Niue makes History
OPLC Press Statement
Niue makes History – the first country in the world to achieve 100 percent saturation with OLPCs
The small Pacific island country of Niue, with a total school age population of approximately 500 children today made history in being the first country in the world to achieve a 100 percent saturation of OLPCs.
Launching the Niue OLPC initiative at the margins of the 39th Forum Leaders meeting held in Niue on Wednesday 20th August 2008, Dr Barry Vercoe from OLPC Boston that donated 5,000 units of OLPC to the Pacific islands region, said that Niue had set a new milestone for OLPC and for the Pacific Islands region.
In October 2007, Forum Leaders at the 38th Forum meeting called on SPC and PIFS to work with members to pilot the OLPC to assess its utility as an education tool and report back on the findings.
Responding to a request by SPC to procure a small number of OLPCs for a very limited pilot involving very few countries, OLPC HQ agreed to donate 5000 units of OLPC for a more comprehensive pilot involving all SPC members. Niue was allocated 500 of these units to ensure full saturation.
Saturation is one of the five principles underpinning OLPCs. The other four are; (i) child ownership; (ii) low ages [designed for children between 6 – 12 years]; (iii) connection and, (iv) open source. All 5 principles are virtually fulfilled in Niue, Dr. Barry said.
Speaking about the vision behind OLPC, Dr. Vercoe stated that OLPC’s mission is to “create educational opportunities for the world's poorest children by providing each child with a rugged, low-cost, low-power, connected laptop with content and software designed for collaborative, joyful, self-empowered learning”.
The laptops are given to each child, to use in school and at home. The impacts on the child’s learning will be so much greater if they are always immersed in the experience. This also strengthens the position of the school within the community, and the role of parents in school life. The laptops are designed for primary school children aged 6-12. Children do not need to read or write to use them, in fact the laptops help them to read and write. Learning by doing, the children acquire literacy, numeracy and information skills as they use the laptops, as well as sharing and collaboration skills. These impacts will be greatest at an early age. For a truly inclusive learning environment to be established in a school classroom, every child and the teacher must have a laptop.
The laptops connect with each other wirelessly, and the child can share with others in any activity on the laptop, as a learning experience. The laptops can connect to a specially-designed OLPC school server, which provides access to an electronic library and curriculum materials, and Internet access if available. The laptops have been developed in a truly open and collaborative environment based on the Open Source environment.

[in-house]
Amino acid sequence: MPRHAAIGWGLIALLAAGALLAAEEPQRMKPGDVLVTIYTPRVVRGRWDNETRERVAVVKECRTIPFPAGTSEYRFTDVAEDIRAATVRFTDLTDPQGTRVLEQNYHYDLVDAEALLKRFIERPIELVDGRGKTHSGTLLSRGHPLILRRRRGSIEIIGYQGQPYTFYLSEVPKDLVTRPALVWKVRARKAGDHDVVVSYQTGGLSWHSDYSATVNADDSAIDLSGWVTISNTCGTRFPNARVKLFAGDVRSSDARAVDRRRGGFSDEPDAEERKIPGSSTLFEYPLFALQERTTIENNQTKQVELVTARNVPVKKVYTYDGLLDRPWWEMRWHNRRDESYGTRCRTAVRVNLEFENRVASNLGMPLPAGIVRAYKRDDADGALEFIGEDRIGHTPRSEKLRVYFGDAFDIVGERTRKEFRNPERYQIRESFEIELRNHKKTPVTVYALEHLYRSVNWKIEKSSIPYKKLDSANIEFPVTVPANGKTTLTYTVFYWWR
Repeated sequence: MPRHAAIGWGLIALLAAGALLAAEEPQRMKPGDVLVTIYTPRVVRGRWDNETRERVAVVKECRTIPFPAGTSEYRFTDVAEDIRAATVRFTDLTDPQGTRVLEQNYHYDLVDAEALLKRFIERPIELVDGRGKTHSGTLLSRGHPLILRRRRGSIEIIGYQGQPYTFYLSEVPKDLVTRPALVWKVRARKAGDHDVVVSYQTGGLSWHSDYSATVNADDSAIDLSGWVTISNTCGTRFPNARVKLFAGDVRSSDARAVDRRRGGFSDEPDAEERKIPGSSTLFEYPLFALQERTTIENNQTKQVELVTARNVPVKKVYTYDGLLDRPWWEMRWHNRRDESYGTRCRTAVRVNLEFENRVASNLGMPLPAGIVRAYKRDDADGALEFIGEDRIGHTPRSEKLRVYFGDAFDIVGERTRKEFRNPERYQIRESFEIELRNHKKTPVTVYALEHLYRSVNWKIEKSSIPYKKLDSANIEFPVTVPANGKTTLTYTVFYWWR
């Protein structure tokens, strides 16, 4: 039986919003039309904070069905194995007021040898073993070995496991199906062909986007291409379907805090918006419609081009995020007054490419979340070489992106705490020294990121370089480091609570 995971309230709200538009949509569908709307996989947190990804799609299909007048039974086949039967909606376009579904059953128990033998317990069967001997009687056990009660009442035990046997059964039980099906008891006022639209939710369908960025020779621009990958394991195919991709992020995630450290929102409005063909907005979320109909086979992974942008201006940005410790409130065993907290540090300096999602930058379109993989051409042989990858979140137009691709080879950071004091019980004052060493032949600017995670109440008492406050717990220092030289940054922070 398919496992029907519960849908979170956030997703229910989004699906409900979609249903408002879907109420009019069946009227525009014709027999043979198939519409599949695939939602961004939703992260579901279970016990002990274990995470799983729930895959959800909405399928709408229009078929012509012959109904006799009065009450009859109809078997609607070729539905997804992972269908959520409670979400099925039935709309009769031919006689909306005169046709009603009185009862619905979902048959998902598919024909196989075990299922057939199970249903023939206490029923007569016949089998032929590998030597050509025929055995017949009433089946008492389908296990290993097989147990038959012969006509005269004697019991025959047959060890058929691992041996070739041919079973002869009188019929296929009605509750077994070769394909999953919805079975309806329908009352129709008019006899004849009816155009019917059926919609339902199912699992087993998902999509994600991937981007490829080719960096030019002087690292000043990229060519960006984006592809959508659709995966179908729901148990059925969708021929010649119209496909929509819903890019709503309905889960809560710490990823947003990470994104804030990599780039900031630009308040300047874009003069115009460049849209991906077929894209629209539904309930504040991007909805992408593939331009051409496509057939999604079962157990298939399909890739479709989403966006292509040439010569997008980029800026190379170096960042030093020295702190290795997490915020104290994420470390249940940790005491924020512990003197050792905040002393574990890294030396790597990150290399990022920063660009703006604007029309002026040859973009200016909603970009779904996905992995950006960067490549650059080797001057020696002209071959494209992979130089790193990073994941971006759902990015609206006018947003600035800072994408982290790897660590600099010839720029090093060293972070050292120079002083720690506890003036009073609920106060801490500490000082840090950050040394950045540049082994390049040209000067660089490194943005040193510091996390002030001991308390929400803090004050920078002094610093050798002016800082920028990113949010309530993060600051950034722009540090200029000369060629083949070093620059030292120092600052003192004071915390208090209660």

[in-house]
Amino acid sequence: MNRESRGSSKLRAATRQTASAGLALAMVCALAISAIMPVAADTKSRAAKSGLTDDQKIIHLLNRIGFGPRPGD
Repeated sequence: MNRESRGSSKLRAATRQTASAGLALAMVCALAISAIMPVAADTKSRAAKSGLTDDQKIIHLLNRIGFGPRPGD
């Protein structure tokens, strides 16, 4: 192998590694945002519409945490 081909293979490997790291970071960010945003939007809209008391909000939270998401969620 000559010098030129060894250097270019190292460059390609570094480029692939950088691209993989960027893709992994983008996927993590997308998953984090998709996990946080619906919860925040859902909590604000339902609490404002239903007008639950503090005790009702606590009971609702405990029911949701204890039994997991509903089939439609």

The OLPC laptops are low cost, robust, relatively waterproof and break-proof, have loner life batteries and has special screen that can be read in bright sunlight. It uses mesh network and has a very powerful intranet with a range up to almost a kilometre making it very useful for children to communicate with each other over such distances without requiring internet connectivity. Where a school has a server, OLPCs can access information from the school server without necessarily requiring internet connection as long as it is less than 1 kilometre from the server.
Referring to the usefulness of OLPCs in Pacific island countries and territories, Dr. Jimmie Rodgers, Director General of the Secretariat of the Pacific Community (SPC) said that ‘an OLPC is a child’s companion in education’. He went further to say that, ‘the advent of OLPC has the potential to revolutionize education in ways that are difficult to imagine even now’. For countries where the primary school enrolment is less than 60 percent of all primary school age children due to lack of classrooms or teachers or both, OLPCs provide an alternative that would provide them with at least an opportunity to learn using an interactive medium.
Dr. Rodgers congratulated Niue for achieving a milestone that hopefully sets the pace for the Pacific OLPC initiative. He thanked OLPC Boston chief architect for the OLPC global initiative, Mr Nicholas Negroponte and Dr. Barry Vercoe who had been OLPC’s ambassador to the Pacific region over the past few months for their commitment to make a positive difference in the lives of Pacific Island children.
There are many more challenges yet to be addressed as the region goes into full roll-out mode but for now, it is Niue’s historical achievement as the first country to achieve 100 percent saturation with OLPCs that is being celebrated here in Niue at the margins of the 39th Forum leaders meeting.
Ends Wednesday 20th August 2008